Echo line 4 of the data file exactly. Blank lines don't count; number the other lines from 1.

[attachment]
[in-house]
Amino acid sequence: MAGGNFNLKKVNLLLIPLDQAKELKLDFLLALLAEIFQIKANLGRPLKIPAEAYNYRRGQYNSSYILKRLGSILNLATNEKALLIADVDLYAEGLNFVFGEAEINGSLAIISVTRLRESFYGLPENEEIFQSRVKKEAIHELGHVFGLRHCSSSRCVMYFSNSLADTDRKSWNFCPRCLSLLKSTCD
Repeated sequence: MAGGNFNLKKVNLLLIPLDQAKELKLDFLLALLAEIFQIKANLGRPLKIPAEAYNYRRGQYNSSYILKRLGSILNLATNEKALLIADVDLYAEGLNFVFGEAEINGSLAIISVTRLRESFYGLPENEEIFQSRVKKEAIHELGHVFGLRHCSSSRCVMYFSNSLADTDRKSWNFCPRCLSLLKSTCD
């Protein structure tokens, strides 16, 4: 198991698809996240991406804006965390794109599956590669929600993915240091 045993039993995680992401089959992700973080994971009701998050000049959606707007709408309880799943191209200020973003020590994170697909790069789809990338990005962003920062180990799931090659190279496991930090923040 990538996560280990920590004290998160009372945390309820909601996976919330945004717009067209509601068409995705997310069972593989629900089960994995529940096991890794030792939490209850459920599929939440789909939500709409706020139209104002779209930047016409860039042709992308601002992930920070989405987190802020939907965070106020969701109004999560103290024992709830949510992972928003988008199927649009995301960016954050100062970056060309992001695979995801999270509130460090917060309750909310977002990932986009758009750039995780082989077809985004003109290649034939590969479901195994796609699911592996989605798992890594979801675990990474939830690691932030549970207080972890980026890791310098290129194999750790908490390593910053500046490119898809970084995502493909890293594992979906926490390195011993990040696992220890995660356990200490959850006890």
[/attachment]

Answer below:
């Protein structure tokens, strides 16, 4: 198991698809996240991406804006965390794109599956590669929600993915240091 045993039993995680992401089959992700973080994971009701998050000049959606707007709408309880799943191209200020973003020590994170697909790069789809990338990005962003920062180990799931090659190279496991930090923040 990538996560280990920590004290998160009372945390309820909601996976919330945004717009067209509601068409995705997310069972593989629900089960994995529940096991890794030792939490209850459920599929939440789909939500709409706020139209104002779209930047016409860039042709992308601002992930920070989405987190802020939907965070106020969701109004999560103290024992709830949510992972928003988008199927649009995301960016954050100062970056060309992001695979995801999270509130460090917060309750909310977002990932986009758009750039995780082989077809985004003109290649034939590969479901195994796609699911592996989605798992890594979801675990990474939830690691932030549970207080972890980026890791310098290129194999750790908490390593910053500046490119898809970084995502493909890293594992979906926490390195011993990040696992220890995660356990200490959850006890």